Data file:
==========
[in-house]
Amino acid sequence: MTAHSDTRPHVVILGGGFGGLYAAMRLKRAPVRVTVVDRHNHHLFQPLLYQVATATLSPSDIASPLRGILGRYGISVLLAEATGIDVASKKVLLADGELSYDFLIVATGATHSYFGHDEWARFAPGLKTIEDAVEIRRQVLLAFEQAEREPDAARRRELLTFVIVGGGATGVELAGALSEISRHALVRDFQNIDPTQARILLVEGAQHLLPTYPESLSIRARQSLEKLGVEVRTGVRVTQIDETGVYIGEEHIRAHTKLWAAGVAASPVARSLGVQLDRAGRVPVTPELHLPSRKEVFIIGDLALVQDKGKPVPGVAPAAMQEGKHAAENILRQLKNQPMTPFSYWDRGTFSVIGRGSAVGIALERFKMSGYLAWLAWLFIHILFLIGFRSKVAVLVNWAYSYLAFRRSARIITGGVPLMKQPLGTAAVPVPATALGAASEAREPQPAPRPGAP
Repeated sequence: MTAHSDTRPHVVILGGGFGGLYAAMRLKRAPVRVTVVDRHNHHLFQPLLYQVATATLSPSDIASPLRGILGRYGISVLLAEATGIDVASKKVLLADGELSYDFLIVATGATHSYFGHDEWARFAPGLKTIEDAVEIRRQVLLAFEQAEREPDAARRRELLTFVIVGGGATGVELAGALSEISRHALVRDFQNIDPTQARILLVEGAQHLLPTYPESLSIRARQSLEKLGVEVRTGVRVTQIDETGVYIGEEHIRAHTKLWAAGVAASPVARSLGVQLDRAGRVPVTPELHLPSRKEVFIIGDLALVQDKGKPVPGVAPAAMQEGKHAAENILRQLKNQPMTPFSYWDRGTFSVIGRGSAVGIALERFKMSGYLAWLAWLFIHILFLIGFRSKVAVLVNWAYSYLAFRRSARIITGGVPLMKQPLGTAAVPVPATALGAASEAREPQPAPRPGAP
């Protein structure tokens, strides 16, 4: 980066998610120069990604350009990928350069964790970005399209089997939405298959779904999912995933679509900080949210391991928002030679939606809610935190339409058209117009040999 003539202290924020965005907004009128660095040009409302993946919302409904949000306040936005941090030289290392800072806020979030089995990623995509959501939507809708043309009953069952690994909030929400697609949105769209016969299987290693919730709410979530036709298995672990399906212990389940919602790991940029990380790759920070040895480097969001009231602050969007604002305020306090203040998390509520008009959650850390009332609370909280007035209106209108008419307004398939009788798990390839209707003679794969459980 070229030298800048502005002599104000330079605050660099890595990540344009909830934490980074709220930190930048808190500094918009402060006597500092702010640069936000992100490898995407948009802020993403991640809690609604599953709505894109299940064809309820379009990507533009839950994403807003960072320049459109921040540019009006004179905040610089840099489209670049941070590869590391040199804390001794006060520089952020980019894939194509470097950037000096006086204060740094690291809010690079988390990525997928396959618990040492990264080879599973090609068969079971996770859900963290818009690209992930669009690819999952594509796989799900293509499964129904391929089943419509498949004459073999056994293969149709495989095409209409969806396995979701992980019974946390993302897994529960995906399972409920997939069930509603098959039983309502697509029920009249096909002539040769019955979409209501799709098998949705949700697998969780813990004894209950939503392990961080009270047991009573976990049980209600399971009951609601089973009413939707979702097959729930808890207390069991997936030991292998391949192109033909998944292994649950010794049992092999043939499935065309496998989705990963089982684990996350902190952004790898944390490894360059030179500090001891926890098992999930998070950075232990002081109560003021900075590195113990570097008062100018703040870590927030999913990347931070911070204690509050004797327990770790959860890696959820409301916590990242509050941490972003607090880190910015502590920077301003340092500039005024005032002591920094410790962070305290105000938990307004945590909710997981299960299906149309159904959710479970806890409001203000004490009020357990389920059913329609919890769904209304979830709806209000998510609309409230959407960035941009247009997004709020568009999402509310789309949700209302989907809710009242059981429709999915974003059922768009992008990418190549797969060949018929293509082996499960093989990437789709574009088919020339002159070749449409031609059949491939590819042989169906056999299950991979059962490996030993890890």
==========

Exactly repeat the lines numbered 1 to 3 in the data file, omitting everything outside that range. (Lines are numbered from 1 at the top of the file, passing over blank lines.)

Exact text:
[in-house]
Amino acid sequence: MTAHSDTRPHVVILGGGFGGLYAAMRLKRAPVRVTVVDRHNHHLFQPLLYQVATATLSPSDIASPLRGILGRYGISVLLAEATGIDVASKKVLLADGELSYDFLIVATGATHSYFGHDEWARFAPGLKTIEDAVEIRRQVLLAFEQAEREPDAARRRELLTFVIVGGGATGVELAGALSEISRHALVRDFQNIDPTQARILLVEGAQHLLPTYPESLSIRARQSLEKLGVEVRTGVRVTQIDETGVYIGEEHIRAHTKLWAAGVAASPVARSLGVQLDRAGRVPVTPELHLPSRKEVFIIGDLALVQDKGKPVPGVAPAAMQEGKHAAENILRQLKNQPMTPFSYWDRGTFSVIGRGSAVGIALERFKMSGYLAWLAWLFIHILFLIGFRSKVAVLVNWAYSYLAFRRSARIITGGVPLMKQPLGTAAVPVPATALGAASEAREPQPAPRPGAP
Repeated sequence: MTAHSDTRPHVVILGGGFGGLYAAMRLKRAPVRVTVVDRHNHHLFQPLLYQVATATLSPSDIASPLRGILGRYGISVLLAEATGIDVASKKVLLADGELSYDFLIVATGATHSYFGHDEWARFAPGLKTIEDAVEIRRQVLLAFEQAEREPDAARRRELLTFVIVGGGATGVELAGALSEISRHALVRDFQNIDPTQARILLVEGAQHLLPTYPESLSIRARQSLEKLGVEVRTGVRVTQIDETGVYIGEEHIRAHTKLWAAGVAASPVARSLGVQLDRAGRVPVTPELHLPSRKEVFIIGDLALVQDKGKPVPGVAPAAMQEGKHAAENILRQLKNQPMTPFSYWDRGTFSVIGRGSAVGIALERFKMSGYLAWLAWLFIHILFLIGFRSKVAVLVNWAYSYLAFRRSARIITGGVPLMKQPLGTAAVPVPATALGAASEAREPQPAPRPGAP